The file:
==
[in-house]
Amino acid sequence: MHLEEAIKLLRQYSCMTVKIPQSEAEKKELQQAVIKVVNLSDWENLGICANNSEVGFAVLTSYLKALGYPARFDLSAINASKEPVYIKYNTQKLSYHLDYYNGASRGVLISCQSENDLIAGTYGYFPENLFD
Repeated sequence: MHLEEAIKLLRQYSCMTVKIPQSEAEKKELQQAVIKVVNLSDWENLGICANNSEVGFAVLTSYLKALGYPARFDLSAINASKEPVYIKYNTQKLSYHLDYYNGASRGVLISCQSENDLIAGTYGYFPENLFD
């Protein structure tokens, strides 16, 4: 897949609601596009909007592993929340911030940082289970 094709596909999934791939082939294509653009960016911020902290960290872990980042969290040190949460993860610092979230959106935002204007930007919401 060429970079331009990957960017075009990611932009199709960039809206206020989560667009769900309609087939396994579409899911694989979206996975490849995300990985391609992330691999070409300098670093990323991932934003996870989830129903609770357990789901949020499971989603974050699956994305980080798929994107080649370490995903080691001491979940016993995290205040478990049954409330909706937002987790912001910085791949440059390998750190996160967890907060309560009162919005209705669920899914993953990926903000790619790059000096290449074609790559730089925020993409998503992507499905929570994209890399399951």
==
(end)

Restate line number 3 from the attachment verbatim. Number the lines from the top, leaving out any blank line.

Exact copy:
Repeated sequence: MHLEEAIKLLRQYSCMTVKIPQSEAEKKELQQAVIKVVNLSDWENLGICANNSEVGFAVLTSYLKALGYPARFDLSAINASKEPVYIKYNTQKLSYHLDYYNGASRGVLISCQSENDLIAGTYGYFPENLFD